Humphrey O. Obie, Idowu Ilekura, Hung Du, Mojtaba Shahin, John Grundy, Li Li, Jon Whittle, and Burak Turhan. 2022. On the Violation of Honesty in Mobile Apps: Automated Detection and Categories. In 19th International Conference on Mining Software Repositories (MSR ’22), May 23–24, 2022, Pittsburgh, PA, USA. ACM, New York, NY, USA, 12 pages. https://doi.org/10.1145/3524842.3527937
On the violation of honesty in mobile apps : automated detection and categories
|Author:||Obie, Humphrey O.1; Ilekura, Idowu2; Du, Hung3;|
1HumaniSE Lab, Monash University Melbourne, Australia
2Data Science Nigeria, Lagos, Nigeria
3Applied Artificial Intelligence Inst., Deakin University Melbourne, Australia
4School of Computing Technologies, RMIT University Melbourne, Australia
5Faculty of IT, Monash University Melbourne, Australia
6CSIRO’s Data61, Melbourne, Australia
7University of Oulu, Oulu, Finland
|Online Access:||PDF Full Text (PDF, 0.6 MB)|
|Persistent link:|| http://urn.fi/urn:nbn:fi-fe2022111065142
|Publish Date:|| 2022-11-10
Human values such as integrity, privacy, curiosity, security, and honesty are guiding principles for what people consider important in life. Such human values may be violated by mobile software applications (apps), and the negative effects of such human value violations can be seen in various ways in society. In this work, we focus on the human value of honesty. We present a model to support the automatic identification of violations of the value of honesty from app reviews from an end-user perspective. Beyond the automatic detection of honesty violations by apps, we also aim to better understand different categories of honesty violations expressed by users in their app reviews. The result of our manual analysis of our honesty violations dataset shows that honesty violations can be characterised into ten categories: unfair cancellation and refund policies; false advertisements; delusive subscriptions; cheating systems; inaccurate information; unfair fees; no service; deletion of reviews; impersonation; and fraudulent-looking apps. Based on these results, we argue for a conscious effort in developing more honest software artefacts including mobile apps, and the promotion of honesty as a key value in software development practices. Furthermore, we discuss the role of app distribution platforms as enforcers of ethical systems supporting human values, and highlight some proposed next steps for human values in software engineering (SE) research.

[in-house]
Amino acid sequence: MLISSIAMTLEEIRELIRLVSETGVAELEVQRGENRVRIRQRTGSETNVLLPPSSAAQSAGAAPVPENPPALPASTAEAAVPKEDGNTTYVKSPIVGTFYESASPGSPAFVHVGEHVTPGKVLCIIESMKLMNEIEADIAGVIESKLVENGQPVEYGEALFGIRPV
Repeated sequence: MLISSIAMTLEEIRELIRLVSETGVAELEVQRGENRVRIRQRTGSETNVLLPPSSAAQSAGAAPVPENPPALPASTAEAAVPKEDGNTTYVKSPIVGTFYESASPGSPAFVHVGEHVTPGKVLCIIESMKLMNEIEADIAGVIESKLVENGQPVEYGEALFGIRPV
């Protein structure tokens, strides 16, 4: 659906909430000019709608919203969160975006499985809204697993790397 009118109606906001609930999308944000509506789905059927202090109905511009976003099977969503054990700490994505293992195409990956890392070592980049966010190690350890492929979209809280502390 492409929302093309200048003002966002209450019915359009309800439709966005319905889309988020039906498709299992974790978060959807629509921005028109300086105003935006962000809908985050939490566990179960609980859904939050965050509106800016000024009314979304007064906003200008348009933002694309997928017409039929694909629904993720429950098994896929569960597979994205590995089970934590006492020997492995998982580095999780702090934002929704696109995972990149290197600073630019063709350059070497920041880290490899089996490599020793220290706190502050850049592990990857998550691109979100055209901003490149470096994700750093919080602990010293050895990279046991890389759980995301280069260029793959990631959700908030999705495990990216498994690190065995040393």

Proceedings. IEEE/ACM International Conference on Mining Software Repositories
|Pages:||321 - 332|
MSR '22 : Proceedings of the 19th International Conference on Mining Software Repositories
International Conference on Mining Software Repositories
|Type of Publication:||
A4 Article in conference proceedings
|Field of Science:||
113 Computer and information sciences
This work is supported by ARC Discovery Grant DP200100020. Grundy is supported by ARC Laureate Fellowship FL190100035. Li is supported by ARC DECRA DE200100016.
© Association for Computing Machinery 2022. This is the author's version of the work. It is posted here for your personal use. Not for redistribution. The definitive Version of Record was published in 19th International Conference on Mining Software Repositories (MSR ’22), http://dx.doi.org/10.1145/3524842.3527937.